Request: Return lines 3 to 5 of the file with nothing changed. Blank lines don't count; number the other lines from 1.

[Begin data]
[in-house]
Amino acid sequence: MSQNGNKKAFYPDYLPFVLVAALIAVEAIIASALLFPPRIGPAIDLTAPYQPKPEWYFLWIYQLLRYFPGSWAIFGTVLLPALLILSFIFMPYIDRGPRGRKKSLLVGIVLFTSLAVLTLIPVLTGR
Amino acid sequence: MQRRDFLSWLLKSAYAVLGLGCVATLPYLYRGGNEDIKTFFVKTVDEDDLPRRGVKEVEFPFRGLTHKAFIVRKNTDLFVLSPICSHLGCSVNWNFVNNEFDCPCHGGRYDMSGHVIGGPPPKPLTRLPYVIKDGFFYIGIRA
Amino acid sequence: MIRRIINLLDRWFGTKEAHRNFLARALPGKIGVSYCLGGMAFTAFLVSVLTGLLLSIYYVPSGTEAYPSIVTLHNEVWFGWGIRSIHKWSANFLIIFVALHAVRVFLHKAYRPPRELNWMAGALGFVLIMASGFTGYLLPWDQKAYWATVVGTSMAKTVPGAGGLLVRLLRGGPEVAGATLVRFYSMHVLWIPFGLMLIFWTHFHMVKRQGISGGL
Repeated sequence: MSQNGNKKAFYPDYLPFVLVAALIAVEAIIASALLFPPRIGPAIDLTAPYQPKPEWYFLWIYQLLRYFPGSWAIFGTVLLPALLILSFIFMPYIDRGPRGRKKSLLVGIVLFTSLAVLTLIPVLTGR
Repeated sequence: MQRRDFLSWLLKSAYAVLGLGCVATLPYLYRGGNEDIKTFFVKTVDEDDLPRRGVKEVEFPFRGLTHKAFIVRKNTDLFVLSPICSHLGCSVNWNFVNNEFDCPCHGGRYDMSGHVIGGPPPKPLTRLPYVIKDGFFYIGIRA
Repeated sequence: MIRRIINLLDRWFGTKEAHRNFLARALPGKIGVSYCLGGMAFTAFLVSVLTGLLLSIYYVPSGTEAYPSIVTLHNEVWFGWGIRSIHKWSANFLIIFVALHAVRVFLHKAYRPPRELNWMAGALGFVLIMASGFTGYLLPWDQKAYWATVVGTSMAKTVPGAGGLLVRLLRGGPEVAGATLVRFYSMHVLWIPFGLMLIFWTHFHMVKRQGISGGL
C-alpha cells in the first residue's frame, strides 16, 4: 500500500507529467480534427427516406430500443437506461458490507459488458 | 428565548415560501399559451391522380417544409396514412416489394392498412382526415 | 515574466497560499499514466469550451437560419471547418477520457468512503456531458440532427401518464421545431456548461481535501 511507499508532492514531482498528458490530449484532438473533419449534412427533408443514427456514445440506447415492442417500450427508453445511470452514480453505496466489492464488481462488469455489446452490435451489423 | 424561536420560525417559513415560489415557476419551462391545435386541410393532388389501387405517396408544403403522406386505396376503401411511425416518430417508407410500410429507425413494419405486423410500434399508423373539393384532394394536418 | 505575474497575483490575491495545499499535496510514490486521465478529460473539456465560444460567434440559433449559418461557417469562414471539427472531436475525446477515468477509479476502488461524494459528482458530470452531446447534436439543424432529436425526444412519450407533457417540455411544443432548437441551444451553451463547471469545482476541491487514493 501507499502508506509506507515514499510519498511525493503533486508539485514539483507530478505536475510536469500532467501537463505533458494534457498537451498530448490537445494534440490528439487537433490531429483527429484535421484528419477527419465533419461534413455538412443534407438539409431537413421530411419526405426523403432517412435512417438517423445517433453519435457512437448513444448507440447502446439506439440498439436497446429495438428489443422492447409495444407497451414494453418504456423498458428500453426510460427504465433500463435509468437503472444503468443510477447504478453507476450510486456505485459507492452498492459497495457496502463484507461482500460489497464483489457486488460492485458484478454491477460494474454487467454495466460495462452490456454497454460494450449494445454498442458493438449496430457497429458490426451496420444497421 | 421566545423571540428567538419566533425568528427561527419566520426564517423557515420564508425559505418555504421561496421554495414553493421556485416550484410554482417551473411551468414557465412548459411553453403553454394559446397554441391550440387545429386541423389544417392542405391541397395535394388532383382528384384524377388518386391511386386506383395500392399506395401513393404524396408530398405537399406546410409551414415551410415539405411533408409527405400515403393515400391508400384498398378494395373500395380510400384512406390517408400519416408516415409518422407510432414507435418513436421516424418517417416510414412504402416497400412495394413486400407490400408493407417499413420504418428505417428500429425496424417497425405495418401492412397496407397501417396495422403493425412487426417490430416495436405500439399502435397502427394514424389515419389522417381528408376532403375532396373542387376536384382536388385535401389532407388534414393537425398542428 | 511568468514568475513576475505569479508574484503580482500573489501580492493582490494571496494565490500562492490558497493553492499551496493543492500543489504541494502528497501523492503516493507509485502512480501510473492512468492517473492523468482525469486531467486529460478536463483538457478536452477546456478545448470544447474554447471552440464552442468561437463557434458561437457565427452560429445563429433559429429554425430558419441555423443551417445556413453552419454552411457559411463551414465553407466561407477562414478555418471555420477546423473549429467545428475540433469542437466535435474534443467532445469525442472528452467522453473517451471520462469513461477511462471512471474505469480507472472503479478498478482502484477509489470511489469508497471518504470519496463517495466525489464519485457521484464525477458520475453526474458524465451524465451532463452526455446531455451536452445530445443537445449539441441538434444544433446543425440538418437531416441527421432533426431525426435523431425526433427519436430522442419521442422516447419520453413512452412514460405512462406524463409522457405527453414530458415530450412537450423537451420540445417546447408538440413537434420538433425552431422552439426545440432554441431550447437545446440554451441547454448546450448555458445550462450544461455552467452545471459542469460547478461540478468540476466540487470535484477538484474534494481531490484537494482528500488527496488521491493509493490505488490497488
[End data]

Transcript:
Amino acid sequence: MQRRDFLSWLLKSAYAVLGLGCVATLPYLYRGGNEDIKTFFVKTVDEDDLPRRGVKEVEFPFRGLTHKAFIVRKNTDLFVLSPICSHLGCSVNWNFVNNEFDCPCHGGRYDMSGHVIGGPPPKPLTRLPYVIKDGFFYIGIRA
Amino acid sequence: MIRRIINLLDRWFGTKEAHRNFLARALPGKIGVSYCLGGMAFTAFLVSVLTGLLLSIYYVPSGTEAYPSIVTLHNEVWFGWGIRSIHKWSANFLIIFVALHAVRVFLHKAYRPPRELNWMAGALGFVLIMASGFTGYLLPWDQKAYWATVVGTSMAKTVPGAGGLLVRLLRGGPEVAGATLVRFYSMHVLWIPFGLMLIFWTHFHMVKRQGISGGL
Repeated sequence: MSQNGNKKAFYPDYLPFVLVAALIAVEAIIASALLFPPRIGPAIDLTAPYQPKPEWYFLWIYQLLRYFPGSWAIFGTVLLPALLILSFIFMPYIDRGPRGRKKSLLVGIVLFTSLAVLTLIPVLTGR